21 September 2021

Written by Cesar Marin, Information Catalyst

Big data is a topic widely regarded as important because of the common problems faced by organisations that see their data increase over time. However, just “applying big data analytics” out of the box is not so simple to implement even with existing tools available these days. Common tool providers assume data owners want to apply traditional data analytics such as adjusting predefined models seen in other cases but applied to new ones. However, this is not always the case.

Each application is unique and predefined models not always apply to all cases. It is becoming more common to find data owner that realise their case does not fit the traditional case and end up telling to themselves “I have the data but I don’t know what it means. Can data analytics be of any help?” This situation requires some thinking: how can we help data owners discover data patterns without using predefined data models?

The ELASTIC project recently faced this situation. Having created predefined data models for the transport domain would have provided a too accurate but rigid model, which could have been sufficient in a world where nothing changes. However, things changed drastically at the beginning of 2020 with the Covid-19 pandemic: transport patterns changed overnight in such a way that nobody could have predicted; suddenly people hugely reduced transport usage; public transport service was reduced to a minimum; and there was no way to tell when or if it would be back to “normal”. How is ELASTIC dealing with this situation?

The ELASTIC project has three ways of supporting a transport infrastructure that has been hardly hit by Covid-19:

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1.    Data is generated by a number of real-time analytics distributed across the transport network. This data represents entities such as cars, people, trams, etc. moving in the city. This data is then collected via a distributed data analytics platform (DDAP) that functions as a Content Delivery Network, collecting data from edge devices in trams, passing it through fog computing cabinets at each tram stop, and propagating the data up to the data centre at the tram depot. Data is available for processing both for real-time and historical purposes and completely independent of any transport situation.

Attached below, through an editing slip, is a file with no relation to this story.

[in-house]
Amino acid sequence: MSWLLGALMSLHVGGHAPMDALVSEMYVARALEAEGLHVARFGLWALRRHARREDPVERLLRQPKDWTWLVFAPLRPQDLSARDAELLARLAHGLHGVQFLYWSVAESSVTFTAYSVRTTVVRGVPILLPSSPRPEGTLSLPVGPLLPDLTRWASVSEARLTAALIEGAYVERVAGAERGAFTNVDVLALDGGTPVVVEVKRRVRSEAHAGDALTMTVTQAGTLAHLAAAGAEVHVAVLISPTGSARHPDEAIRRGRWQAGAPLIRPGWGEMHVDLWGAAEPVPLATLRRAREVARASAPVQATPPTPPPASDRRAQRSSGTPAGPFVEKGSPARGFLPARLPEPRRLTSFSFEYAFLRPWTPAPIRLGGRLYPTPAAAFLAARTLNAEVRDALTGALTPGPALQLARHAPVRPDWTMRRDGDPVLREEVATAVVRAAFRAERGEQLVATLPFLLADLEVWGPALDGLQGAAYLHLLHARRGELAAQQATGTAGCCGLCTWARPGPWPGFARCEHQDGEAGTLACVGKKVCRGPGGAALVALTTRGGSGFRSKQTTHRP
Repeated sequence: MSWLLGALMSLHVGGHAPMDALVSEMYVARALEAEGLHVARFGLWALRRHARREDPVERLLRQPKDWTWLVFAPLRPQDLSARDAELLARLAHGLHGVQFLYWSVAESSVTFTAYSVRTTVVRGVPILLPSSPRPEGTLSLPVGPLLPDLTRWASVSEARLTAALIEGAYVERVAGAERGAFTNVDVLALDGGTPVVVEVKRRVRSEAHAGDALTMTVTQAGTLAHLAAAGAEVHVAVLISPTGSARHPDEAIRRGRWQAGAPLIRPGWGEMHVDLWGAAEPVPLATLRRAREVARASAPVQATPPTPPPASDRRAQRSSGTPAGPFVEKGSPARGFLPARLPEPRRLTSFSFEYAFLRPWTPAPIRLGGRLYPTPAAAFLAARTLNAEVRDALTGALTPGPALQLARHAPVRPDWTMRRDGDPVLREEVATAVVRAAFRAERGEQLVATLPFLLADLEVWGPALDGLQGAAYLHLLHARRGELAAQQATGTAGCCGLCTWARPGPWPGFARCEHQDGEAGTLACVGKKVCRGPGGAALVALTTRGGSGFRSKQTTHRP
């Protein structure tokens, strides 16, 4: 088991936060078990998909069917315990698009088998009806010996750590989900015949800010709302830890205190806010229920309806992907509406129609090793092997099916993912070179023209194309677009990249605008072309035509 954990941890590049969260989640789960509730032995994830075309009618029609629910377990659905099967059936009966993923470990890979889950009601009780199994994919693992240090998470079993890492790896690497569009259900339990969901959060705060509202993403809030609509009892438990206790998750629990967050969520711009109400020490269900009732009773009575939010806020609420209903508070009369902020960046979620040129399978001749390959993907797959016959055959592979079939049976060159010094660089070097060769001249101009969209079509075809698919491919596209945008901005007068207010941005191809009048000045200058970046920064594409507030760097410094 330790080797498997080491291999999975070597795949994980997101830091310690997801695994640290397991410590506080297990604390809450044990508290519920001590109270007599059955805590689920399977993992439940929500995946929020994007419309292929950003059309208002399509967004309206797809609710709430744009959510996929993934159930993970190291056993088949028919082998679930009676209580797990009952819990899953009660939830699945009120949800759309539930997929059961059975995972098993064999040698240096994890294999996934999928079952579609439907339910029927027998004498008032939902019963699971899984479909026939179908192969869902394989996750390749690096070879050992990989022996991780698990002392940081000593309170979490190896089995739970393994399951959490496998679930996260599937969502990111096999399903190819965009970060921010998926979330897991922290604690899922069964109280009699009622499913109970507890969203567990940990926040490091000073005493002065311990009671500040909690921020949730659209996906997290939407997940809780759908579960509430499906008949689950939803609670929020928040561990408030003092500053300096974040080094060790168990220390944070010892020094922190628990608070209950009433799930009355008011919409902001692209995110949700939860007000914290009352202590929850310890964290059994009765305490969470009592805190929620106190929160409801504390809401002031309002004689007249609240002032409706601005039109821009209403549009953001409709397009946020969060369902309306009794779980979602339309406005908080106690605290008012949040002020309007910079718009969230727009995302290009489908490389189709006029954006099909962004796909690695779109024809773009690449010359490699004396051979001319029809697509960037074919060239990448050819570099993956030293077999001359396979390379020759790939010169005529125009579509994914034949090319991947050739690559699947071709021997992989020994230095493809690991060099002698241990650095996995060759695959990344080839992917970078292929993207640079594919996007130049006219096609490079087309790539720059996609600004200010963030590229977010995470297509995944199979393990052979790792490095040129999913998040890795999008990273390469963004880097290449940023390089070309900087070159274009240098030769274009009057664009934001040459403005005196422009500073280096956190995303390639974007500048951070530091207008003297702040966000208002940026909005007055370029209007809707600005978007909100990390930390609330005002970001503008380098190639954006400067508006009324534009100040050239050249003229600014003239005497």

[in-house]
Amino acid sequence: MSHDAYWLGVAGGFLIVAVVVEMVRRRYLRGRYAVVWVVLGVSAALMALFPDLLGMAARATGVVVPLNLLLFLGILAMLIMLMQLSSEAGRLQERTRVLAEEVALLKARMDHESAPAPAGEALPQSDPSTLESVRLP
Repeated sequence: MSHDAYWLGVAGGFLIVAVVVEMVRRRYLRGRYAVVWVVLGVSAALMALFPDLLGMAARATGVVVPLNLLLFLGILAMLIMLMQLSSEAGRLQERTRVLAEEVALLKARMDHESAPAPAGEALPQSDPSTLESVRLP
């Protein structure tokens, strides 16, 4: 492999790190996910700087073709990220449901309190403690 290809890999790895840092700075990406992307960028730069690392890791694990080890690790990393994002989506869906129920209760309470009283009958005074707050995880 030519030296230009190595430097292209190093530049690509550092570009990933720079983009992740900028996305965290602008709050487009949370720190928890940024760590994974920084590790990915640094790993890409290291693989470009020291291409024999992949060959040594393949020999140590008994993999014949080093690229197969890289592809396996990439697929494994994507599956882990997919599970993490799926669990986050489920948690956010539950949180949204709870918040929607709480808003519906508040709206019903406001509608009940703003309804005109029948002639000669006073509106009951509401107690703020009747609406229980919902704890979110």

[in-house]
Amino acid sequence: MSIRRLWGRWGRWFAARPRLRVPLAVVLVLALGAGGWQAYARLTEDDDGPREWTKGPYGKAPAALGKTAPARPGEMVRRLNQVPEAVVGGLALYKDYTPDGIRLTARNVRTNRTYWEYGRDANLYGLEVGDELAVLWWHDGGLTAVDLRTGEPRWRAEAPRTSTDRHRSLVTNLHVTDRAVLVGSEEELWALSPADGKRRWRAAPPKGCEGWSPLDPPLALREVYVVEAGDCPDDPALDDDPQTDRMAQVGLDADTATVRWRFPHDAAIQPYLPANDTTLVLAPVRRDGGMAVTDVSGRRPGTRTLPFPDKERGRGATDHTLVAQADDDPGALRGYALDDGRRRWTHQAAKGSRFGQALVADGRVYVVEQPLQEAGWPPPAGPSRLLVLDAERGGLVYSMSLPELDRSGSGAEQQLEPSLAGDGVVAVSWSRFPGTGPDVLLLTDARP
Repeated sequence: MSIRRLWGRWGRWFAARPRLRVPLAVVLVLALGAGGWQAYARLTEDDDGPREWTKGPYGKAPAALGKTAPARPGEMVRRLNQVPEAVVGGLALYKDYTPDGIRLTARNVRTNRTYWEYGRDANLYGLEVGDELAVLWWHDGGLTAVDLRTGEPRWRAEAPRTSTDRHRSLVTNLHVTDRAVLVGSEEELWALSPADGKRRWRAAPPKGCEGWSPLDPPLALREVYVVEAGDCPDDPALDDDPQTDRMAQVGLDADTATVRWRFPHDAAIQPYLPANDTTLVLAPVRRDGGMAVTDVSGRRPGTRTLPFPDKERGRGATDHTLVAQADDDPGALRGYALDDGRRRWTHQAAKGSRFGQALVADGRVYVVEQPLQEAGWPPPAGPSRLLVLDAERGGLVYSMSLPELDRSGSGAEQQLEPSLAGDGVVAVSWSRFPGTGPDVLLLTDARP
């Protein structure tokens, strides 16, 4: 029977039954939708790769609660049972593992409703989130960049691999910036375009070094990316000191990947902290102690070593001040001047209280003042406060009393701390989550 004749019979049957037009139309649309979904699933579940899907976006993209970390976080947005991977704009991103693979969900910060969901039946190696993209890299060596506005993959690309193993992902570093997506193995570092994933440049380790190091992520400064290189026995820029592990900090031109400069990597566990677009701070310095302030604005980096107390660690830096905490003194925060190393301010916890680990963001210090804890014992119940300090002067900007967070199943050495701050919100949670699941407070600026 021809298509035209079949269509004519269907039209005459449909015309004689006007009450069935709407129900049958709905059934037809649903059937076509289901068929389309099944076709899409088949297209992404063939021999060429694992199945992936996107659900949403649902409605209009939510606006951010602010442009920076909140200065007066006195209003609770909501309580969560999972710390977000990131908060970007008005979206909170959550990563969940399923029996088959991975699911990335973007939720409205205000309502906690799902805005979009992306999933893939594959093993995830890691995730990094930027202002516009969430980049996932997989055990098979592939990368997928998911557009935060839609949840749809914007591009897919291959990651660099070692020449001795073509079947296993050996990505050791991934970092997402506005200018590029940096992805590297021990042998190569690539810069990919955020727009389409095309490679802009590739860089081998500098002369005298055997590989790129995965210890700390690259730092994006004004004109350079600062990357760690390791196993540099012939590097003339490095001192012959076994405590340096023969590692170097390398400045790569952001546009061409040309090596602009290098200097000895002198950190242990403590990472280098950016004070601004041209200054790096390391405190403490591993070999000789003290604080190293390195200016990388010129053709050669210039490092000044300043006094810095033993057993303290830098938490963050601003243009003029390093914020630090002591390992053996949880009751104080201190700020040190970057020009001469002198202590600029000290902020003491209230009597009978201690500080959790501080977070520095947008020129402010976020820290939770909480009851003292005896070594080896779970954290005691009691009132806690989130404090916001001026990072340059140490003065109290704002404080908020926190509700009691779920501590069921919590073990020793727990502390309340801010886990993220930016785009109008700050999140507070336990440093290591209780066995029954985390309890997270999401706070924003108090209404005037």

2.    At the data centre in the tram depot, data is passed through a series of micro filters and micro aggregators that separate data into smaller units with their timestamp and combine them in meaningful ways, respectively. Once this is done, pattern finding algorithms are applied to the resulting data. These algorithms do not apply any predefined model nor expect any “known pattern” to be found. They discover patterns hidden in the data. If data changes over time, say because of new transport patterns triggered by new Covid-19 responses, these are also discovered as more data accumulates. This increases the reliability of the ELASTIC architecture to support changing transport conditions due to the current pandemic.


3.    Nevertheless, pattern prediction is also present in ELASTIC architecture for detecting and predicting track wear, although not done in a traditional way. Track profiles are obtained via a specialised laser measurement unit under a maintenance vehicle. Then another algorithm processes that data for finding hidden patterns, but rather than fitting data to predefined models, it creates and maintains different data models in parallel. Over time these models learn more, get merged with similar ones, or simply disappear if no longer relevant. This model management mechanism allows the pattern prediction tool to adapt to changes happening in the tram network that are reflected in the track wear data. Therefore, it makes ELASTIC a robust architecture that can stomach unexpected changing data patterns without prior knowledge.


Furthermore, pattern finding algorithms are not sufficient without a variety of visualisation techniques to interpret data. One of the tools provided by ELASTIC, based on Superset, consists of an analytics dashboard. This tool allows the user to choose the data they want to explore and how they want to see it. Users have a variety of nearly 50 different graphs to choose from and create different dashboards according to their needs.


ELASTIC is still an ongoing project and it is currently being applied in the transport infrastructure of the Metropolitan City of Florence in Italy. Florence was one of the first locations hit hard by Covid-19 in Europe. The transport network and all its suppliers, just like many similar networks across Europe, have suffered the effects of partial or total transport shutdown because of the pandemic. But the city has shown its resilience and has been adjusting to many “new normal” situations. It just makes perfect fit to equip the city with a software architecture as resilient and robust as its transport infrastructure.